25. As has already been indicated, the absence of a Respondent’s notice in the present case means that it is not open to the Respondent to challenge the findings of the Adjudicator. As has been stated, the Adjudicator found that the treatment which the Respondent received, in consequence of his refusal to perform military service, as set out at pages B8 to 10 of the Respondent’s statement of 21 March 2002, did not cross the high threshold set in relation to Article 3.
26. The Tribunal would merely add that, even if those findings were to have been challenged, they are plainly ones which were open to the Adjudicator to make, on the evidence before him. They are not perverse, nor do they show any relevant error. In commenting, at paragraph 28 of his determination, that prison conditions in Eritrea are not to be judged by the standards of the European Convention, the Adjudicator was perhaps not expressing himself as clearly as he might. However, the fact that prison conditions in Eritrea fall below those which may reasonably be expected in European countries does not mean that such prison conditions automatically cross the Article 3 threshold. Prison conditions may indeed be “Spartan” and the Respondent may well have been “assigned to do the hard work at the prison,” cutting wood for fires and cooking food for the military trainees (statement, B9). This does not lead to a finding that the Respondent would be subjected to Article 3 ill-treatment, were he to be returned to Eritrea.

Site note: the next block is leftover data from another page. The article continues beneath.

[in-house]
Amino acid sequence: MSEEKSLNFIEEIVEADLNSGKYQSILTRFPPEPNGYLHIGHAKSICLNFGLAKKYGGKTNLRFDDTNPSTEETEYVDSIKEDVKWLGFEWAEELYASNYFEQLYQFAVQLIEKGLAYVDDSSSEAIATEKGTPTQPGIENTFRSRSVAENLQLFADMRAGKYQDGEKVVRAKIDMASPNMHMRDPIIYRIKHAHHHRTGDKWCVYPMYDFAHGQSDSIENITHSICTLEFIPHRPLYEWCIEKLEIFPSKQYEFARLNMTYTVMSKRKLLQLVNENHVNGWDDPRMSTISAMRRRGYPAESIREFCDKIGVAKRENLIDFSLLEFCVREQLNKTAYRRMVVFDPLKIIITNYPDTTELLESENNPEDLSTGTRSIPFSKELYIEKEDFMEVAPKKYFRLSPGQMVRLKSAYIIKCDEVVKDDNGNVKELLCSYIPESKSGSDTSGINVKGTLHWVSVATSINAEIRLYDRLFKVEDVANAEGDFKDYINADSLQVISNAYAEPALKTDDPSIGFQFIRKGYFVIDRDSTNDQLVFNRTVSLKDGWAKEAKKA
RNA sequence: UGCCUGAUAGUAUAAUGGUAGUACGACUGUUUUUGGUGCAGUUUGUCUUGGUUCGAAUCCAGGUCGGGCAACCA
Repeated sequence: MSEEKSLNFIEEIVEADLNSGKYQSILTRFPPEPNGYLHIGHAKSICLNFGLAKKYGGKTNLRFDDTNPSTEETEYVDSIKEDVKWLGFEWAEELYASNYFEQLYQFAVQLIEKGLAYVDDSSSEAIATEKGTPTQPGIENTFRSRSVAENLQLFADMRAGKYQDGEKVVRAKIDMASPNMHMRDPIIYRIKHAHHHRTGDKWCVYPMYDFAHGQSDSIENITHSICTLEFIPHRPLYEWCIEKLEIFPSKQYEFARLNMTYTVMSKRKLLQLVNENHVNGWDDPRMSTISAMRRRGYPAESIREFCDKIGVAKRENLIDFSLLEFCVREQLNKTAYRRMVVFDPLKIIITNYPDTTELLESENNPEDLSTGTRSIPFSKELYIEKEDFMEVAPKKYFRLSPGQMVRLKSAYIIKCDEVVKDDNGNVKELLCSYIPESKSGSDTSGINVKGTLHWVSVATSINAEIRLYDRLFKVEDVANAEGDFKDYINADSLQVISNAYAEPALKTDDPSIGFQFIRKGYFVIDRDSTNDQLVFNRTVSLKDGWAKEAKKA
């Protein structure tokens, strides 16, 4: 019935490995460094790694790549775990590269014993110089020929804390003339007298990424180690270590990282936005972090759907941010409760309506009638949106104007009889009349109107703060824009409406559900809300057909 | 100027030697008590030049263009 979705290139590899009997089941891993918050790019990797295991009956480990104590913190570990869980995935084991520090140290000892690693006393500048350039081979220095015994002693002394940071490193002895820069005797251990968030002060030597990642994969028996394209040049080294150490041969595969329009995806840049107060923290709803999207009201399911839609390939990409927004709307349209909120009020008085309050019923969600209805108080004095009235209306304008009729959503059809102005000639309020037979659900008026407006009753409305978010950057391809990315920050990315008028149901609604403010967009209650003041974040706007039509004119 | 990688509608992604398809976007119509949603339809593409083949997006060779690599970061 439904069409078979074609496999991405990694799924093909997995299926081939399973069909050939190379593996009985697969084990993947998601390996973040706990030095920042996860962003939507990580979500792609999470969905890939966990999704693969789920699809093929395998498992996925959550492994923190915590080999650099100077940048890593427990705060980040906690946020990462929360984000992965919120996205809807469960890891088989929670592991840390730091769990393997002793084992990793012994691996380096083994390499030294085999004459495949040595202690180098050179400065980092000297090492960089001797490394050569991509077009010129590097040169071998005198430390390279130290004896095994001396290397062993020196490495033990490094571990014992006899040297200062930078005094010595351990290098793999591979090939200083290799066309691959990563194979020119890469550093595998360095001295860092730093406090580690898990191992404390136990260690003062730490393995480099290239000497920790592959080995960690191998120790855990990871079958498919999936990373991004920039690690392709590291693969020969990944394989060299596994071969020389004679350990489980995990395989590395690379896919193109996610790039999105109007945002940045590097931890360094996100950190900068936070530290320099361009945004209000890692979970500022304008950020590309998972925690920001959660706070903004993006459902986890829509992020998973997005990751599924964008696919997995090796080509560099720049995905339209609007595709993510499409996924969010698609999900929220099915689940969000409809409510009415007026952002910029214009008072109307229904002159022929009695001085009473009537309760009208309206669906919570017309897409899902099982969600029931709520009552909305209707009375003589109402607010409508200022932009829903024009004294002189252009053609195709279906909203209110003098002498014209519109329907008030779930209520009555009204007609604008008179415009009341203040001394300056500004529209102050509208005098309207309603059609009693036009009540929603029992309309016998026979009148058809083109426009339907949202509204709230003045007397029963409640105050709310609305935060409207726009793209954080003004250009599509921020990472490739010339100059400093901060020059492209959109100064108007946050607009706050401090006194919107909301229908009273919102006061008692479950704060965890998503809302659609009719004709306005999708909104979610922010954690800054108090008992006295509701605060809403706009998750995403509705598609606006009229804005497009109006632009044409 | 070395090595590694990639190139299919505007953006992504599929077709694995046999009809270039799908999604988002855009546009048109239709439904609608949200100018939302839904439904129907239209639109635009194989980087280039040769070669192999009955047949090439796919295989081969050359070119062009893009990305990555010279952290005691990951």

27. Given these findings, the present case for all relevant purposes sits on all fours with the judgment of the Master of the Rolls in Ullah.
28. Although not strictly relevant, in view of the Tribunal’s findings and the issues before it, the Tribunal has difficulty with the submission of Mr McGuire that Article 8 could be invoked in a case such as the present. As the Tribunal understands it, the submission involves the Respondent’s ability to follow his chosen religion as an aspect of his private life, as conducted in the United Kingdom. Removal of the Appellant to Eritrea would constitute an interference with that private life, as a result of the constraints imposed upon Jehovah’s Witnesses by the Eritrean authorities.
29. As the Tribunal pointed out, such an approach would directly undermine the ratio in Ullah, since Mr Ullah could make precisely the same point, in relation to his ability in the United Kingdom to follow the Ahmadi faith, in contrast with his ability to do so in Pakistan. Accordingly, even if the Respondent had been able to advance such an argument before the Tribunal, it would in our view have been doomed to failure, so long as the Court of Appeal judgment in Ullah remains good law.

30. Given that the Tribunal is allowing the Secretary of State’s appeal, the Adjudicator’s Direction falls.

31. The appeal is allowed.

P R Lane